16. Dead Congregation – Promulgation of the Fall
As above, so below. These Greeks take the throwback approach even more seriously, with some of the most meaty, heavy riffery in death metal. Although not as revelatory as their debut, this sophomore effort shows why Dead Congregation are one of the most revered underground acts in extreme metal.
15. Execration – Morbid Dimensions
I only discovered this monster last week, but the impact it’s already had on me can’t be overstated. Another mix of old school and modernity, Morbid Dimensions is more forward-thinking than most. Their brilliant, technical compositions take on a hydra-like status; just when one devastating piece begins to fade, another rears its nasty head.
14. Falconer – Black Moon Rising
Falconer’s Sceptre of Deception was one of the first metal albums I ever bought, but I had completely forgotten about the folky Swedes until this new album was announced early this year. While the vocals take some time to get used to, everything that makes this band great is on display as they somehow conjure up the best release of their career, 15 years after the fact.
13. Vredehammer – Vinteroffer
As a rule I try to listen to everything released by Indie Recordings. The Norwegian specialty label has a knack for releasing some of the best, most interesting black metal currently being produced in that legendary part of the world. Vredehammer play an interesting mix of melodic black and death metal, toying with occasional industrial nods and folkened riffs. As a whole the album is very good, not great, but it makes it this high in the list solely for the title track, which is one of my favorite songs of the year.
12. Cynic – Kindly Bent to Free Us
Their second album after a ridiculously long hiatus, Cynic’s third full-length is largely unmetal but any casual observer knows that deep down this is what the band has always meant to sound like. They’re no longer hinting at their spaced-out, proggy influences but embracing them with full force. Although extremity is lacking, sheer beauty is not.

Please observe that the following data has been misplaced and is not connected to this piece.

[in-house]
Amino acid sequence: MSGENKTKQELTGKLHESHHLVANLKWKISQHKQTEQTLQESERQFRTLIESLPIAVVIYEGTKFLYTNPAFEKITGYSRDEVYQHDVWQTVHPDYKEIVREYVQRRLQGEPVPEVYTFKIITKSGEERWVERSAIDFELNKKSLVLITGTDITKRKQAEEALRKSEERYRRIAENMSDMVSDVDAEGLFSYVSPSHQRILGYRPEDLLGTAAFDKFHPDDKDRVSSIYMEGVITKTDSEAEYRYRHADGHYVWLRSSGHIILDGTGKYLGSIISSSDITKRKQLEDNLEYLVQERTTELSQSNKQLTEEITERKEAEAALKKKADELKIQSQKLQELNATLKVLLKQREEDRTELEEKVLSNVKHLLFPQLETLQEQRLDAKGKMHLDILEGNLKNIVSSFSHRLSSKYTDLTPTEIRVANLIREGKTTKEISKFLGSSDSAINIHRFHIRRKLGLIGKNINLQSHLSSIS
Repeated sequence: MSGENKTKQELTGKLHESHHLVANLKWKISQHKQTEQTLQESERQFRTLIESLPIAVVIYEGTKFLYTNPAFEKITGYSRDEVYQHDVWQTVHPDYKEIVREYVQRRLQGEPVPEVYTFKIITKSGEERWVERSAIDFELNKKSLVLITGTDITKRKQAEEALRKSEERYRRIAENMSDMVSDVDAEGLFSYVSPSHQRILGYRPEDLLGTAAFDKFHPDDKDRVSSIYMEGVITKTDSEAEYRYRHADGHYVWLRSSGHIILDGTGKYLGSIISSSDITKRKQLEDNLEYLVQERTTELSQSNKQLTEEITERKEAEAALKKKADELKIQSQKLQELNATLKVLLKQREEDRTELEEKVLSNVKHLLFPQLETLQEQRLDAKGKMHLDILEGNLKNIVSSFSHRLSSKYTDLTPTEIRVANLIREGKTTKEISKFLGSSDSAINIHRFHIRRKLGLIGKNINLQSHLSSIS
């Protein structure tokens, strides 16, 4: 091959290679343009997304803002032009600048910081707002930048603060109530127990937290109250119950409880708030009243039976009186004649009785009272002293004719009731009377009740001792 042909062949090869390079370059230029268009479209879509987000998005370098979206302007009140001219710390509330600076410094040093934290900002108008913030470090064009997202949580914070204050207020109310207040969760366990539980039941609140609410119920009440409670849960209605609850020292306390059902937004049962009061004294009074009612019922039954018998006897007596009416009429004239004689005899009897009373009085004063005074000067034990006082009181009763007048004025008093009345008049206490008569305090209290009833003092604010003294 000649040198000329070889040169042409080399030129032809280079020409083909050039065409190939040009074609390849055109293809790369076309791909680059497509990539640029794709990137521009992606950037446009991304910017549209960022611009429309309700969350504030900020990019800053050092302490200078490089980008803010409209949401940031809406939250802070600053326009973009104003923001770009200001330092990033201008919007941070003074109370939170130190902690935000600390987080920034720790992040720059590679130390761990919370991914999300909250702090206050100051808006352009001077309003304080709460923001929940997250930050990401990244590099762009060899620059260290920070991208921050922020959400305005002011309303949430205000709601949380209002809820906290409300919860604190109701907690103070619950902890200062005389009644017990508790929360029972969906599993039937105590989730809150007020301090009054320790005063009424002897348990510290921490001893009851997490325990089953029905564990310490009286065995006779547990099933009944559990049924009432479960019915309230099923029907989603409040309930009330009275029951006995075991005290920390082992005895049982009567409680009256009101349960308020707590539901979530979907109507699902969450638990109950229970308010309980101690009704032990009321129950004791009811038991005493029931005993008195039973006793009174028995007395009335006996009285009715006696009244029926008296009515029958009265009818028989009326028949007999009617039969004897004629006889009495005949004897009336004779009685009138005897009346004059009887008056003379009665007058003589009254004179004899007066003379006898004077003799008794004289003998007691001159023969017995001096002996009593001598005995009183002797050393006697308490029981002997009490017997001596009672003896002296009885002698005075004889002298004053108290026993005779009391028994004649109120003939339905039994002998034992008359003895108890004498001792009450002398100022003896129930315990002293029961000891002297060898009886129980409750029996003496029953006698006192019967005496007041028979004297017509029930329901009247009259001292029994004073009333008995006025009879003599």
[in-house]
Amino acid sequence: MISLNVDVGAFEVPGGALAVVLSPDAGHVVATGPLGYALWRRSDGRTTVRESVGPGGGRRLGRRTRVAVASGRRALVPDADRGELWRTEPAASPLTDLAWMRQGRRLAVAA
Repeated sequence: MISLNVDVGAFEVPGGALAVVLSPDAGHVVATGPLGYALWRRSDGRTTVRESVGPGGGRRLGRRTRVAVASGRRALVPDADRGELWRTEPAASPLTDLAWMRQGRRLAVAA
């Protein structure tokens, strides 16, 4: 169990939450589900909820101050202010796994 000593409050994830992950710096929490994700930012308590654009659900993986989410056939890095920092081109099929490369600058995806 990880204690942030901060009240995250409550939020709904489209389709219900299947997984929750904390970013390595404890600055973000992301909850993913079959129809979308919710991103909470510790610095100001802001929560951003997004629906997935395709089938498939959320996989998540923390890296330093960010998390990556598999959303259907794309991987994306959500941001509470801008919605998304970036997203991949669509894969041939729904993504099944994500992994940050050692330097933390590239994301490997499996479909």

11. 1349 – Massive Cauldron of Chaos
Many wrote off the Norwegian greats years ago, thinking they peaked with Hellfire and would never again be able to recapture that fury. But Frost and co. proved us all wrong with this return to their evil brand of thrashy black goodness they originally became famous for. The varied songs and infectious riffs show show the band at top form, proving that there’s nothing wrong with being both evil and catchy.
10. Hail Spirit Noir – Oi Magoi
Somehow even weirder than their off-the-wall debut, these Hellenic madmen crank the dial on their 70s prog influence with great success. The out of the blue tempo changes and wacky theatrics are better than ever as they play with a formula only the most transcendingly bizarre can manage.
9. Persuader – The Fiction Maze
Like Blind Guardian without the bombast, these power metallers remove any sense of cheese by sprinkling in more extreme influences. This is a power metal album for people who have largely written off the genre, proving that the European scene is neither dead nor dying.
8. Inconcessus Lux Lucis – Crux Lupus Corona
This was a late arrival, and an EP at that, but the songs therein contain some of the most unique black metal of the year. Utterly incomparable, these Englishman mix early black metal with NWOBHM and unique guitar tones to craft high energy weirdness that demands listen after listen.